I think you were far to kind in limiting the example to formations. Crisis management pathways, team and resource placement/management, proactive actions and choreography as well as just the mindset required to respond appropriately in seconds is the formula. Unfortunately so many of the untrained think that protection is just that last part, responding appropriately. The reality is, if you assume that your military or law enforcement training is adequate you will do just that and respond instead of doing the appropriate planning, management and choreography that puts you were you need to be before you actually get there, (forgive my Yogi Berra moment). So, in saying that please consider this, just because you thought about something doesn’t mean you thought about it correctly…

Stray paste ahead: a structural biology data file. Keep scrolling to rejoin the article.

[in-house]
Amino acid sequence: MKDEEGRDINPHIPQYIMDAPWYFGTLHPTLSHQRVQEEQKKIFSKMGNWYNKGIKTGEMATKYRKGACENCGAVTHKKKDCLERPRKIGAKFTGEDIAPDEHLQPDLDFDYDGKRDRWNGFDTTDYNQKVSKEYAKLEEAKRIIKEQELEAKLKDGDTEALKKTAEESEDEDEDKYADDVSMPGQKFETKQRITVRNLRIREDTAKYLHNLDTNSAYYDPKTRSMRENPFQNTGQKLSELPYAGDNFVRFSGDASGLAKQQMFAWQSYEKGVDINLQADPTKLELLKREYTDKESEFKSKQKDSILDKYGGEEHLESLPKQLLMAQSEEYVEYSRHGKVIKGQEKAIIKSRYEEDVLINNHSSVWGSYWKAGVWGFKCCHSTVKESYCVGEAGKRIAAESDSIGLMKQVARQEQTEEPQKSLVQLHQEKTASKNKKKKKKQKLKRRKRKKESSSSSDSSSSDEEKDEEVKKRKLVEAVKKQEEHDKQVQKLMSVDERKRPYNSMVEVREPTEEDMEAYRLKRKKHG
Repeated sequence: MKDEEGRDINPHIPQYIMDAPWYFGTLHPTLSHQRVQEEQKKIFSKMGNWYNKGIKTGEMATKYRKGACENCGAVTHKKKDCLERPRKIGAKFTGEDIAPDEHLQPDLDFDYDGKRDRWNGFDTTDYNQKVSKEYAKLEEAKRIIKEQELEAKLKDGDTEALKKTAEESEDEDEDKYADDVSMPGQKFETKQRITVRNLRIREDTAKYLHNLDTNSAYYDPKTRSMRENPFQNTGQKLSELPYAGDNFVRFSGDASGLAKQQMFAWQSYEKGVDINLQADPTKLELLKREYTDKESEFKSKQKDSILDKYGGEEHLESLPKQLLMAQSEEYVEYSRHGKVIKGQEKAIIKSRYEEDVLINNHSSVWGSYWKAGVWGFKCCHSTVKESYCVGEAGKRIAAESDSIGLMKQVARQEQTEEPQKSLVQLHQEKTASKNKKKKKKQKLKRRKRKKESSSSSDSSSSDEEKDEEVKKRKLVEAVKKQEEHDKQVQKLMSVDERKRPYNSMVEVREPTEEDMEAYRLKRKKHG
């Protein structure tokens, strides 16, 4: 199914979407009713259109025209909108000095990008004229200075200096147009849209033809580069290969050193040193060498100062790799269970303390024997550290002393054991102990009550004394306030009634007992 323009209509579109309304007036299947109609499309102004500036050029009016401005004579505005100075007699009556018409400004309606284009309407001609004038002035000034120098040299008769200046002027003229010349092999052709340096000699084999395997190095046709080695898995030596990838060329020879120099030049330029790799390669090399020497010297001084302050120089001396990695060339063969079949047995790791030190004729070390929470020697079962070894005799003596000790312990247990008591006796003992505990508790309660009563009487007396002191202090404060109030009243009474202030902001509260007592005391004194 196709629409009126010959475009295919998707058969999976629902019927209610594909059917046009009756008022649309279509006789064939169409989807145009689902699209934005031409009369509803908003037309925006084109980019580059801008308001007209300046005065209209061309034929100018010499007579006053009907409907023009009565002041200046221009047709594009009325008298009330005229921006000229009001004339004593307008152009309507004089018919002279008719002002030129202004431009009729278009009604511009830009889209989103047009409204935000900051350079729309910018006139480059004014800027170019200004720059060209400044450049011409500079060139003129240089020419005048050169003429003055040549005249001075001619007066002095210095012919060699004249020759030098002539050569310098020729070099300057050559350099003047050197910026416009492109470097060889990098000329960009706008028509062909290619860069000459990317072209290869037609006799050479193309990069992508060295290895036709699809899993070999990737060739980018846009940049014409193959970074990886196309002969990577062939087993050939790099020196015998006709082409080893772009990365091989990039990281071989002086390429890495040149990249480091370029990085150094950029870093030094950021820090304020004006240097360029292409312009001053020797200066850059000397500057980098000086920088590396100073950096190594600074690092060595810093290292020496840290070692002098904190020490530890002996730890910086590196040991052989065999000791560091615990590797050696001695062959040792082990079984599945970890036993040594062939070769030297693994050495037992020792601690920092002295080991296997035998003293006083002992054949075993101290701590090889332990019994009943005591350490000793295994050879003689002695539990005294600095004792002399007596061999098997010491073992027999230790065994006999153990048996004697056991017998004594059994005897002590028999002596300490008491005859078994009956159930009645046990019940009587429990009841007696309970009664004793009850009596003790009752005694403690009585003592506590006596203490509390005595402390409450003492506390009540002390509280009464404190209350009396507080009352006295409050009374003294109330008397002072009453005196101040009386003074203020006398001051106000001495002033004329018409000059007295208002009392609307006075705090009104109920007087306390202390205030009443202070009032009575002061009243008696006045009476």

One of the best multi dimensional views of this reality is in the Reagan attempt; you can see what a trained protection professional will do, what a trained professional LEO and MilVet will do. USSS got big and immediately focused on the principal and the shielding of; MPD ducked in search of cover to respond to the problem and a retired Lt Col in a canary yellow sweater reacted to the threat by fire or close combat. Everyone did what they were TRAINED or WIRED to do.